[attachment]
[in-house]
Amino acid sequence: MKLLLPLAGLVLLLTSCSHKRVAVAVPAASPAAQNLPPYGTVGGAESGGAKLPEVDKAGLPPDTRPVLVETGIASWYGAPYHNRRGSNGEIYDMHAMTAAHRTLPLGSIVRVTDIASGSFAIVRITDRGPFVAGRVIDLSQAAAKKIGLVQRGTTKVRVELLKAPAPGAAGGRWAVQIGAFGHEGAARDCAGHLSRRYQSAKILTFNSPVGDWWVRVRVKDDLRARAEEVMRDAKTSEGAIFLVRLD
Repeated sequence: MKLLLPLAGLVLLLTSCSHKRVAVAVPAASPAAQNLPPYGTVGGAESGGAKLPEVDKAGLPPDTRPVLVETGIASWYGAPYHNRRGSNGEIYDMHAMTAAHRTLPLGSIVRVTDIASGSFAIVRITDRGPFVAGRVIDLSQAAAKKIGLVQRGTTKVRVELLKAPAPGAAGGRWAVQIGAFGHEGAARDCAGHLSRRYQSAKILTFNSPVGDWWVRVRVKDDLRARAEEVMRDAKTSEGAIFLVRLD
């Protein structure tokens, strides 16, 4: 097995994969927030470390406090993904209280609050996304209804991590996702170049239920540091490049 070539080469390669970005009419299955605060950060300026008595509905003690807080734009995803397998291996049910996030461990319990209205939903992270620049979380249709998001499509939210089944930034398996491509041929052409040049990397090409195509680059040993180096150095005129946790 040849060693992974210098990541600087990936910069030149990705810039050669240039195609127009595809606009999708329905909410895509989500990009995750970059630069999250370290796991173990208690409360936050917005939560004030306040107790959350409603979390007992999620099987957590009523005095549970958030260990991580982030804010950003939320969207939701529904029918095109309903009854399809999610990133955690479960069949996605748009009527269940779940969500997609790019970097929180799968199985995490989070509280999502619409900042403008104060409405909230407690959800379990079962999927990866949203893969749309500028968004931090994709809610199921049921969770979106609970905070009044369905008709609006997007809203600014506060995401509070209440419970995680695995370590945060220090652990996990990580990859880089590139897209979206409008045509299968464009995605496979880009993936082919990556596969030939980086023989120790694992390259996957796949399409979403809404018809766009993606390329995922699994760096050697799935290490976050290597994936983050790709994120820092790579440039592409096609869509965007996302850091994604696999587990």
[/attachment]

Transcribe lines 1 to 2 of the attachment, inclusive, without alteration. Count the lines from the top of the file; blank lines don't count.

[in-house]
Amino acid sequence: MKLLLPLAGLVLLLTSCSHKRVAVAVPAASPAAQNLPPYGTVGGAESGGAKLPEVDKAGLPPDTRPVLVETGIASWYGAPYHNRRGSNGEIYDMHAMTAAHRTLPLGSIVRVTDIASGSFAIVRITDRGPFVAGRVIDLSQAAAKKIGLVQRGTTKVRVELLKAPAPGAAGGRWAVQIGAFGHEGAARDCAGHLSRRYQSAKILTFNSPVGDWWVRVRVKDDLRARAEEVMRDAKTSEGAIFLVRLD